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Oct 26 2011

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Fall tax tips from the IRS

Fall is the time of year that brings cooler weather and the chance to get outside, clean up the lawn or organize the garage or attic-and maybe even clean out the filing cabinet.
With the start of income tax filing season only a few months away, the Internal Revenue Service reminded taxpayers that fall is also good time to conduct a review of their tax situation. Take into account the latest tax changes, check your withholding status and start organizing your records.  Remember to avoid any unsolicited e-mails claiming to come from the IRS-don’t become a victim of internet “phishing” scams.
“Cash” Charitable Contributions:
If you plan to donate and deduct your charitable contribution for 2011 as an itemized deduction, you should be aware of a few necessary procedures.  Charitable contributions can be tax deductible, but you must have the proper records to support your deduction. Rules on recordkeeping for charitable contributions were revised due to the Pension Protection Act of 2006.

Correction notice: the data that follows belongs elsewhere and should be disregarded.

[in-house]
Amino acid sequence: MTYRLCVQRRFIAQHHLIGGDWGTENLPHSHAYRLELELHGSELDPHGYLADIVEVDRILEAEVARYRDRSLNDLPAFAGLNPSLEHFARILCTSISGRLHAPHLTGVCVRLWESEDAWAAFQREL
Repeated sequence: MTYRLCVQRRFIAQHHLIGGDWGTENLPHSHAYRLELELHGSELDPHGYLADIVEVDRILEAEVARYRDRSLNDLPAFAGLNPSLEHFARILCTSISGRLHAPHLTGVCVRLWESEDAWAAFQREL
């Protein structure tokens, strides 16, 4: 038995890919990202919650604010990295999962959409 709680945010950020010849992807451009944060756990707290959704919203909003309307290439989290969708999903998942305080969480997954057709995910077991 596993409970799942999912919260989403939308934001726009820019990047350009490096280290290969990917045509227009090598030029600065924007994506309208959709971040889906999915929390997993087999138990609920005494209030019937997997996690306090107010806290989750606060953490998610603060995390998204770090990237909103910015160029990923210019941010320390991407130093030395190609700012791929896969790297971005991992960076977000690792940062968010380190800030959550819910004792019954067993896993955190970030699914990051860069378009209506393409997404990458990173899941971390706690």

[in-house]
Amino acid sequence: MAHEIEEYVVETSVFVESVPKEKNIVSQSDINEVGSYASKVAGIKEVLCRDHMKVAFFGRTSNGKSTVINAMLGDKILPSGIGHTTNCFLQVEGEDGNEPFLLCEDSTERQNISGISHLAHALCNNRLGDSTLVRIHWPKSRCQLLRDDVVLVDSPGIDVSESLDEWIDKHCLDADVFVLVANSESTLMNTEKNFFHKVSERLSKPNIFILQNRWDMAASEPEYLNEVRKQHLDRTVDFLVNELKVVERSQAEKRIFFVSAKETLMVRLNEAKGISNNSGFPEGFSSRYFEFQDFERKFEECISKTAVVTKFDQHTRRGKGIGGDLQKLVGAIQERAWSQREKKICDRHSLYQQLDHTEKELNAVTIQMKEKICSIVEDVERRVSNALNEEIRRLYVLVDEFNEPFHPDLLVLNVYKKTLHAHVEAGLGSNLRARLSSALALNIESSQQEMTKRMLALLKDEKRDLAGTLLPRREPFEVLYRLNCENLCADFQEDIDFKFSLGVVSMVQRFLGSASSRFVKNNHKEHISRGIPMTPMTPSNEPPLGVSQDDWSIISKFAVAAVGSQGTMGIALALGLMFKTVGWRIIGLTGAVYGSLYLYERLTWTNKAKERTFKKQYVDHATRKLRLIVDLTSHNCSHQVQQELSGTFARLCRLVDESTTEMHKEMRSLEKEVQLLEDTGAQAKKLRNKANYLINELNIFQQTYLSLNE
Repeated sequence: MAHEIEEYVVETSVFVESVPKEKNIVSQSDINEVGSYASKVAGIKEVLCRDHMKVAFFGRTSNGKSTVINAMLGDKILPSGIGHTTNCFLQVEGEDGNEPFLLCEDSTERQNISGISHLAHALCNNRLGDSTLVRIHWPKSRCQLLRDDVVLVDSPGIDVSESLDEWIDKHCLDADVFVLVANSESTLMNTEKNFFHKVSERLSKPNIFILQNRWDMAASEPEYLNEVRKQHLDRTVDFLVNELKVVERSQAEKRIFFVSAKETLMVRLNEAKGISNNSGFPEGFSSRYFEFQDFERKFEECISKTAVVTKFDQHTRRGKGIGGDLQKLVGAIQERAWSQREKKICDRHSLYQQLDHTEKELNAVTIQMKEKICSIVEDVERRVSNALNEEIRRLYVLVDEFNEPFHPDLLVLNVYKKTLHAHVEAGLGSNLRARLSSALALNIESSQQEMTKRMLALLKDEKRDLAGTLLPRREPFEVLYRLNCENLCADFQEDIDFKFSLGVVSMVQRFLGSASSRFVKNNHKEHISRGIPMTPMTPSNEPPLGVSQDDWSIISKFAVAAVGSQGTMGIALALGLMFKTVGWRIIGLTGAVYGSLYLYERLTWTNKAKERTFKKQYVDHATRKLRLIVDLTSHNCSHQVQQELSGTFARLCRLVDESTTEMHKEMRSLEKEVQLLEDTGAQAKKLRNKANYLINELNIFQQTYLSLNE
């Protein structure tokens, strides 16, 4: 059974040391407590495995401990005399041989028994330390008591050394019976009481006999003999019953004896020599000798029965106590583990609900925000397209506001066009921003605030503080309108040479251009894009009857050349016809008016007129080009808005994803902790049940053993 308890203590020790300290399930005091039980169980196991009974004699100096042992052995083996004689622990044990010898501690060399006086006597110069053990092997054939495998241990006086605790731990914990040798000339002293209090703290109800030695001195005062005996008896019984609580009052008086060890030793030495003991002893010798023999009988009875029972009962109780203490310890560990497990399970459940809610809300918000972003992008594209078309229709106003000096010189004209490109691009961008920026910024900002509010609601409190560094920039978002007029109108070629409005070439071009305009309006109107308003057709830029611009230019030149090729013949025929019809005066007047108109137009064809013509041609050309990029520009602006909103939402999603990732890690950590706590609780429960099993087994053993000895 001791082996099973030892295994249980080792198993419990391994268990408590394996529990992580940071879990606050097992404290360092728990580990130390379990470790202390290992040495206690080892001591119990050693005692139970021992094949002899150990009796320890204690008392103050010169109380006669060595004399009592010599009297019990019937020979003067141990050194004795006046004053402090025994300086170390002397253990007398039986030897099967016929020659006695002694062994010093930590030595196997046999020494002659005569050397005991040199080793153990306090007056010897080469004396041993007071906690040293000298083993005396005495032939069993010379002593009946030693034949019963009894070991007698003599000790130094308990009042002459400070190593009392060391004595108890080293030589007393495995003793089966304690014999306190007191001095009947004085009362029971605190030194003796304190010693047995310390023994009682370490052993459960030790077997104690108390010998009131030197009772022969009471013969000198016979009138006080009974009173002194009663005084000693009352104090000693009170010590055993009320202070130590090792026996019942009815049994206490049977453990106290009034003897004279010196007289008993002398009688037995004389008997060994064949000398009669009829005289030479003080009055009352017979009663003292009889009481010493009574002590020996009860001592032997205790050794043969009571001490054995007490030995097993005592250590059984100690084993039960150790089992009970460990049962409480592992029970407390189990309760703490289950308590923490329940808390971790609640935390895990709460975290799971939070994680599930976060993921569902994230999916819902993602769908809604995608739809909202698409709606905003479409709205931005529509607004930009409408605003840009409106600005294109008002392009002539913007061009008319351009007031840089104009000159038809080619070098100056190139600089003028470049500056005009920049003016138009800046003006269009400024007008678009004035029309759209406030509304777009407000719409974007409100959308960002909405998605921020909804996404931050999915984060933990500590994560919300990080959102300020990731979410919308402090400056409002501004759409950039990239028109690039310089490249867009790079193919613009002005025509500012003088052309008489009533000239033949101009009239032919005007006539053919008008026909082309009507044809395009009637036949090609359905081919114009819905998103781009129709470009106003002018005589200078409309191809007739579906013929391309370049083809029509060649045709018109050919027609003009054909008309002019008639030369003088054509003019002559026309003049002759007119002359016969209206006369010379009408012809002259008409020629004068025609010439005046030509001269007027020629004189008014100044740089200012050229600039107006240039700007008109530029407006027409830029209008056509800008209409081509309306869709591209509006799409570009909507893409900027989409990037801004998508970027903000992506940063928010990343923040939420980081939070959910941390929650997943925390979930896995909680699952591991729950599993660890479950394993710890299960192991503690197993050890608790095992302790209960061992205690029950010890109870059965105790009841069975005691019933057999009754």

Check Your Withholding Status at IRS.gov:
Taxpayers should take a few minutes to check their withholding to make sure what is being taken out of their paychecks matches their projected taxes.  If not enough is withheld, individuals will owe tax at the end of the year and may, in some cases, have to pay a penalty.  If too much tax is withheld, they will lose the use of this money until they get their refund.
Recordkeeping:
The IRS encouraged taxpayers to take the time now to gather and organize their tax records to reduce stress at tax time.
In most cases the IRS does not require you to keep records in any special manner. Generally, you should keep any and all documents that may have an impact on your federal tax return. Such items would include bills, receipts, invoices, mileage logs, canceled checks, or any other proof of payment, and any other records to support deductions or credits you claim on your tax return.
Normally, tax records should be kept for three years, but some documents–like records relating to a home purchase or sale, stock transactions, IRAs and business or rental property, should be kept longer.  For more information on what types of records to keep, see IRS Publication 552, Recordkeeping for Individuals.
Avoid Phishing Scams:
The IRS reminded taxpayers not to become a victim of e-mail scams, referred to as phishing scams. The IRS does not initiate contact with taxpayers through e-mail.  Recipients of questionable e-mails claiming to come from the IRS should not open any attachments or click on any links contained in the e-mails because the emails may contain a computer virus. Instead, they should forward the e-mails to phishing@irs.gov.
For more information about federal income tax matters or to access IRS forms and publications, visit the IRS Web site at www.IRS.gov.  Forms and publications can also be ordered by calling toll-free 1-800-TAX-FORM (1-800-829-3676). Telephone assistance is available at 1-800-TAX-1040 (1-800-829-1040).

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